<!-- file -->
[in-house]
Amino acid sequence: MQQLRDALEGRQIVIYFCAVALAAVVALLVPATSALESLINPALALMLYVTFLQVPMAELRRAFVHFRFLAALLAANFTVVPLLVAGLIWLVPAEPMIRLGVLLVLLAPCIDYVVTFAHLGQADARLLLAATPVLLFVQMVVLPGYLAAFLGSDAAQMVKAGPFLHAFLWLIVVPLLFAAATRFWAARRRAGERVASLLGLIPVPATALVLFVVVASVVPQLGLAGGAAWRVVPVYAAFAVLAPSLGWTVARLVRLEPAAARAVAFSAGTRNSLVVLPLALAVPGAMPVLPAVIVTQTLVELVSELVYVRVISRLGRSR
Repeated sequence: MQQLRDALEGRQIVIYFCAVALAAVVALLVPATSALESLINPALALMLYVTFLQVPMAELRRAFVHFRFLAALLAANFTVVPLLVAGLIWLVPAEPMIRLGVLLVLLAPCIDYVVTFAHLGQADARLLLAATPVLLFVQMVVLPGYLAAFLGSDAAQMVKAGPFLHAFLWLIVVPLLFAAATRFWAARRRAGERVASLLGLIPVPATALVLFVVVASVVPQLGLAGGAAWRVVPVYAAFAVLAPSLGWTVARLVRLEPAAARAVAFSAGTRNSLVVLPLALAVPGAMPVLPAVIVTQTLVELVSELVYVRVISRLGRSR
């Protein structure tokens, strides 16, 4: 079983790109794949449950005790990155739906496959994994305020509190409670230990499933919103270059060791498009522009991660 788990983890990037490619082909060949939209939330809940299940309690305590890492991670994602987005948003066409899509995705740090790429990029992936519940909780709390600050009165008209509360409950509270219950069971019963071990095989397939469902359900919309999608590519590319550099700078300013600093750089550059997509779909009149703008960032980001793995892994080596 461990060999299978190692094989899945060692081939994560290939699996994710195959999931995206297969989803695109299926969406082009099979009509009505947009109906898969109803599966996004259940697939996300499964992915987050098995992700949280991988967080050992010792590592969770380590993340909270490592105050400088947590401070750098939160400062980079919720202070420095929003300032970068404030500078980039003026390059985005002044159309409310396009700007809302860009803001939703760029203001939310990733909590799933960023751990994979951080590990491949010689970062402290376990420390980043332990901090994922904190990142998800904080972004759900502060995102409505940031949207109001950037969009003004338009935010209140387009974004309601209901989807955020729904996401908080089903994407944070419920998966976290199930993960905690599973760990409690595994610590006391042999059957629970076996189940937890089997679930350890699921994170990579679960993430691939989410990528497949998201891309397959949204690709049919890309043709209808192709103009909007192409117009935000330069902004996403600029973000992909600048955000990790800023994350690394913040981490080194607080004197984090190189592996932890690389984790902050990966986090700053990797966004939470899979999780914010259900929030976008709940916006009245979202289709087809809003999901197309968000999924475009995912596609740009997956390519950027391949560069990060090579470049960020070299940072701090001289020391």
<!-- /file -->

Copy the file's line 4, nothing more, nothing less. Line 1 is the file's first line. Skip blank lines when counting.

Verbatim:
């Protein structure tokens, strides 16, 4: 079983790109794949449950005790990155739906496959994994305020509190409670230990499933919103270059060791498009522009991660 788990983890990037490619082909060949939209939330809940299940309690305590890492991670994602987005948003066409899509995705740090790429990029992936519940909780709390600050009165008209509360409950509270219950069971019963071990095989397939469902359900919309999608590519590319550099700078300013600093750089550059997509779909009149703008960032980001793995892994080596 461990060999299978190692094989899945060692081939994560290939699996994710195959999931995206297969989803695109299926969406082009099979009509009505947009109906898969109803599966996004259940697939996300499964992915987050098995992700949280991988967080050992010792590592969770380590993340909270490592105050400088947590401070750098939160400062980079919720202070420095929003300032970068404030500078980039003026390059985005002044159309409310396009700007809302860009803001939703760029203001939310990733909590799933960023751990994979951080590990491949010689970062402290376990420390980043332990901090994922904190990142998800904080972004759900502060995102409505940031949207109001950037969009003004338009935010209140387009974004309601209901989807955020729904996401908080089903994407944070419920998966976290199930993960905690599973760990409690595994610590006391042999059957629970076996189940937890089997679930350890699921994170990579679960993430691939989410990528497949998201891309397959949204690709049919890309043709209808192709103009909007192409117009935000330069902004996403600029973000992909600048955000990790800023994350690394913040981490080194607080004197984090190189592996932890690389984790902050990966986090700053990797966004939470899979999780914010259900929030976008709940916006009245979202289709087809809003999901197309968000999924475009995912596609740009997956390519950027391949560069990060090579470049960020070299940072701090001289020391």